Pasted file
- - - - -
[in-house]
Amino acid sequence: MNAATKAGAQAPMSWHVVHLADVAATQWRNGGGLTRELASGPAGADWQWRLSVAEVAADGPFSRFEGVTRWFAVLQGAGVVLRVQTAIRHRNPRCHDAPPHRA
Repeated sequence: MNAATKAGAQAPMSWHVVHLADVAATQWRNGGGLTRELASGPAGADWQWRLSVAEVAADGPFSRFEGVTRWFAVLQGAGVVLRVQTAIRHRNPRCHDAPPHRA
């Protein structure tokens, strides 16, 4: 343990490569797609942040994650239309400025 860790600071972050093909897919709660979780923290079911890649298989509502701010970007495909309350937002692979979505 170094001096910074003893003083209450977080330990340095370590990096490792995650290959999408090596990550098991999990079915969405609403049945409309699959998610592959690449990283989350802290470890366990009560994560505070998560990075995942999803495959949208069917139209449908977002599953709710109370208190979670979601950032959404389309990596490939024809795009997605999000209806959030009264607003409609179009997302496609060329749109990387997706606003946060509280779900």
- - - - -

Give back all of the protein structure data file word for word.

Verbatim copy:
[in-house]
Amino acid sequence: MNAATKAGAQAPMSWHVVHLADVAATQWRNGGGLTRELASGPAGADWQWRLSVAEVAADGPFSRFEGVTRWFAVLQGAGVVLRVQTAIRHRNPRCHDAPPHRA
Repeated sequence: MNAATKAGAQAPMSWHVVHLADVAATQWRNGGGLTRELASGPAGADWQWRLSVAEVAADGPFSRFEGVTRWFAVLQGAGVVLRVQTAIRHRNPRCHDAPPHRA
């Protein structure tokens, strides 16, 4: 343990490569797609942040994650239309400025 860790600071972050093909897919709660979780923290079911890649298989509502701010970007495909309350937002692979979505 170094001096910074003893003083209450977080330990340095370590990096490792995650290959999408090596990550098991999990079915969405609403049945409309699959998610592959690449990283989350802290470890366990009560994560505070998560990075995942999803495959949208069917139209449908977002599953709710109370208190979670979601950032959404389309990596490939024809795009997605999000209806959030009264607003409609179009997302496609060329749109990387997706606003946060509280779900």